DTFR Podcast #126- Participation Trophies After One Game (Part III)

The 2018-19 regular season has started, so let’s overreact and hand out the regular season awards already! It’s our 3rd Annual Participation Trophies After One Game presented by Nick and Connor.

Subscribe to the podcast on Apple Podcasts (iTunes)Stitcher and/or on Spotify. Support the show on Patreon.

San Jose Sharks 2018-19 Season Preview

Unknown

San Jose Sharks

45-27-10, 100 points, 3rd in the Pacific Division

Lost in the Second Round, 4-2, to VGK

Additions: D Cody Donaghey (acquired from OTT), D Erik Karlsson (acquired from OTT), F Francis Perron (acquired from OTT), D Kyle Wood (acquired from ARI)

Subtractions: F Rudolfs Balcers (traded to OTT), D Julius Bergman (traded to OTT), F Mikkel Boedker (traded to OTT), D Dylan DeMelo (traded to OTT), F Eric Fehr (signed with MIN), F Jannik Hansen (signed, KHL), F Adam Helewka (traded to ARI), F Mike Hoffman (acquired from OTT, then traded to FLA), F Josh Norris (traded to OTT), F Daniil Tarasov (signed, KHL), F Chris Tierney (traded to OTT), F Joel Ward (signed to a PTO with MTL)

Still Unsigned: F Brandon Mashinter

Re-signed: F Tomas Hertl, F Evander Kane, F Joe Thornton

Offseason Analysis: Stop me if you’ve heard this before, but the San Jose Sharks have a legitimate Cup contending roster on paper. They’re going to make a Cup or bust run this season.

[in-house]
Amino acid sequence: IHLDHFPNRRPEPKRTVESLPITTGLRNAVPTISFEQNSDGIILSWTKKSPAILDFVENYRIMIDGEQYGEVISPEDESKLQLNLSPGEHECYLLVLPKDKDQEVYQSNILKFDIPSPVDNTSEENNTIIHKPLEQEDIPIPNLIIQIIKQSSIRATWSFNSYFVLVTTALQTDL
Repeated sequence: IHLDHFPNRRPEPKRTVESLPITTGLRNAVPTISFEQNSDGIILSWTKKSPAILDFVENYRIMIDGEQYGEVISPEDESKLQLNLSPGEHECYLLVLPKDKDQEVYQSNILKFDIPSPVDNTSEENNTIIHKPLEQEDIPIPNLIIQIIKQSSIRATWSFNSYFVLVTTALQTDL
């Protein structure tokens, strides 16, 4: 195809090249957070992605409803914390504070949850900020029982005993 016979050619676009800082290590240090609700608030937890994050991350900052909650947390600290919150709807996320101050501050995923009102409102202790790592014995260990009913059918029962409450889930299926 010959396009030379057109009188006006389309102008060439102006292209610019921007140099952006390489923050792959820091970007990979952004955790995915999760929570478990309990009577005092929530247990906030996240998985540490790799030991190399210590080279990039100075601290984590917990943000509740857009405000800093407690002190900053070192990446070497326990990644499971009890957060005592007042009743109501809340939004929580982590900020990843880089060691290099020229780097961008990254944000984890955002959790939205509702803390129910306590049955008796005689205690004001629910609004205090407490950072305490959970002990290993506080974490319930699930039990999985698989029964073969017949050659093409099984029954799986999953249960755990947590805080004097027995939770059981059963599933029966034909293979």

And perhaps the season after that and the next one after that too.

Next to the Toronto Maple Leafs signing free agent forward John Tavares to a long-term seven-year, $77 million deal, the Sharks had one of the best offseasons in the league.

Not only did San Jose General Manager Doug Wilson convince Ottawa Senators General Manager Pierre Dorion to trade goal-scoring winger Mike Hoffman to the Sharks, then flip the 28-year-old to the Florida Panthers for draft picks after Dorion originally wanted to avoid dealing with a division rival altogether, but Wilson managed to convince Dorion he wasn’t about to make the same mistake of making the Sharks way better than before twice in one offseason.

No, actually, in a span of almost three months.

Wilson got rid of cap space by clearing Mikkel Boedker from the roster for Hoffman, then dumping Hoffman in Florida and landed– oh yeah, that other guy in one of this offseason’s craziest stories involving alleged harassment on social media– Erik Karlsson.